While it is generally known that activated charcoal may be used as a cleaning agent to remove impurities from chemical compositions, it has been found that ink compositions treated with activated charcoal are more stable than ink compositions which were not so treated. Accordingly, the shelf-life of the ink compositions of the present invention are substantially greater than the shelf-life of ink compositions that were not treated with activated charcoal.
It has been found that the ink compositions made in accordance with this invention have the desired viscosity suitable for use in jet printing; that their viscosity is stable even when the ink composition is exposed to ambient humidity; that they do not skin over at the ink jet orifice; that they do not encrust the jet orifice when the printer remains idle for a long period of time; and that there is reduced gassing in the ink supply line, particularly in an ink jet printer wherein the ink is under small positive, small negative or zero static pressure. Carrying out the same manipulative steps as set forth above, but with heating of the mixture to enchance dissolution of the dye will yield a useful ink composition. However, the ink prepared with heating may not be as effective as the same composition prepared at ambient conditions in "self-cleaning" as hereinafter discussed.
All parts referred to hereinafter are parts by weight based on 100 parts by weight of the total ink composition unless otherwise noted.
According to the invention, a water miscible organic solvent, hereinafter, viscosity increaser, is mixed with water, preferably deionized or distilled, to form a mixture having a viscosity suitable for use in a jet printer. To permit the formation of a single droplet of ink per electrical pulse applied to the jet and to permit the formation of substantially uniform droplets, the viscosity increaser used to formulate the ink composition in accordance with the practice of the present invention should not increase the viscosity of the composition beyond the range of 2 to 20 cps at 25° C. Furthermore, the viscosity increaser and water should form a stable solution so that upon exposure of the ink composition to ambient humidity, the viscosity of the ink will not rise above the upper operable limit of the printer. It should be noted that in all cases, the viscosity chosen for a particular formulation is dependent upon the temperature at which the ink is to be used in the ject printing operation. In accordance with the invention, the preferred viscosity increaser is a lower alkylene glycol selected from the group consisting of ethylene glycol and propylene glycol, present in the composition in an amount of from about 20 to about 97, and more preferably 50 to 97, parts by weight. For an ink composition that will remain fluid in the jet tip for an extended period, for example up to six months, the viscosity increaser is preferably ethylene glycol, present in an amount of between 50% and 90% by weight of the total ink composition, with 83% by weight being the most preferred. Ink compositions with the higher concentrations of the glycol, that is, 50% by weight and higher, tend to form more stable solutions when exposed to ambient humidity.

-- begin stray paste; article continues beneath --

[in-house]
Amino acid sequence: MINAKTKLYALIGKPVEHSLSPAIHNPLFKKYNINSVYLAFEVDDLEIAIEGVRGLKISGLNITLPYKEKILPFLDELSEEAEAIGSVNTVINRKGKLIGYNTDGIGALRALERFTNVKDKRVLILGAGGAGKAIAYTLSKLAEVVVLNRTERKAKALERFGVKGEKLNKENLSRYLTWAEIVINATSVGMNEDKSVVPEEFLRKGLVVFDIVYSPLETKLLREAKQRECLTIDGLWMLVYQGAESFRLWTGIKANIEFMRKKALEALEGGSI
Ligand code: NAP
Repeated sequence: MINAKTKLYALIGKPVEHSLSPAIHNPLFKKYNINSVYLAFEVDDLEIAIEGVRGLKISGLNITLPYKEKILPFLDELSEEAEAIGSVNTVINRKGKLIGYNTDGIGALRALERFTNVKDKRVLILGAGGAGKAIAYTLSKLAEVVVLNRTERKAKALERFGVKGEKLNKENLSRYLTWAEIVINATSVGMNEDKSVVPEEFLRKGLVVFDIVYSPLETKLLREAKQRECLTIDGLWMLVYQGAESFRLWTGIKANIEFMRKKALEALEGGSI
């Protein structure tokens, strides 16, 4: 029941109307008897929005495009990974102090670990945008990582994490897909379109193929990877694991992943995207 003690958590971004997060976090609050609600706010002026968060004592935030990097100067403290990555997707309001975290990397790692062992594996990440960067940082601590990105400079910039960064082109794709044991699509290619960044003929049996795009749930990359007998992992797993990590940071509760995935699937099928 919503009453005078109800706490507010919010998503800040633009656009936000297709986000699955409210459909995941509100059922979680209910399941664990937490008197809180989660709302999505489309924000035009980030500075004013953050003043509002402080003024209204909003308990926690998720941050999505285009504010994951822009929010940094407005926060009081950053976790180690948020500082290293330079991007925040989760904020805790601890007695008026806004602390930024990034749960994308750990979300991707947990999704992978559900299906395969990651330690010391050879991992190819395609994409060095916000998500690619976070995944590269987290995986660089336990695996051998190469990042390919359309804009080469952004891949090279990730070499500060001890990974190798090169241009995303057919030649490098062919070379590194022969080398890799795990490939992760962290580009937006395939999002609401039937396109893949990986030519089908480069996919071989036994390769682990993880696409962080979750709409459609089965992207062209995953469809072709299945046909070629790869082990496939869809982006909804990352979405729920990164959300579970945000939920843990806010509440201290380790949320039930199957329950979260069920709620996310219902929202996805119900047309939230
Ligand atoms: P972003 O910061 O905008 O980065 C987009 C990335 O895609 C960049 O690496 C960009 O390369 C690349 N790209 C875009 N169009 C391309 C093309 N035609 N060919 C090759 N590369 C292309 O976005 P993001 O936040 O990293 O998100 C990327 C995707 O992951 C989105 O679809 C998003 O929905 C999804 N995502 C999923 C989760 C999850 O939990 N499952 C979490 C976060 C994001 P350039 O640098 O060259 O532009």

In a preferred embodiment of the invention the surface tension of the ink composition is from about 25 to about 55 dynes/cm so that there will be sufficiently rapid refill of the jet between droplet ejections.
To minimize any encrustation of the jet orifice due to precipitation of the mineral salts naturally present in water, the use of deionized or distilled water in the ink composition is preferred. The water should be present in amounts from about 2 to about 80 parts by weight.
Coloring materials or dyes, suitable for use in the ink composition of the present invention are dyes which are highly soluble in both water and the viscosity increaser, so that the dye does not precipitate from the composition if some of the solvent evaporates; dyes which are chemically stable over long periods, such as for example, longer than one month so that the dye or chemical derivatives thereof do not form scum, agglomerates, or precipitates, or change color, during the periods the printer is not in use; dyes which have high tinctorial power so that the use of a relatively small amount of dye results in a strong color on the coloring material; and dyes which are resistant to fading by light so that the color intensity of the ink on the printed material remains unchanged for useful periods of time, such as on the order of five years.
Dyes which are chemically stable over long periods are dyes which, when dissolved in the waterviscosity increaser, do not visibly precipitate, form scum at the liquid-air interface, or form agglomerates, or globules or the like, when the solution is viewed through a microscope of up to 30 power.
As used herein, highly soluble means that the concentration of dye which will dissolve in both the water and viscosity increaser is at least 5 times greater than the amount of dye to be used in the ink composition. Thus, upon evaporation of the water at the ink jet orifice, particularly during shutdown periods, such as overnight, the dye dissolved in the water-viscosity increaser will remain in solution rather than precipitate out of solution and clog the jet orifice. Moreover, in the event that any of the dye does precipitate and thus encrust the jet tip, it will readily redissolve in the ink composition when contacted with the ink. Thus, the ink composition is self-cleaning. The use of pigments or other forms of particulate matter as a coloring material should be avoided since the particles of this type of material would tend to clog the orifice of the jet printer.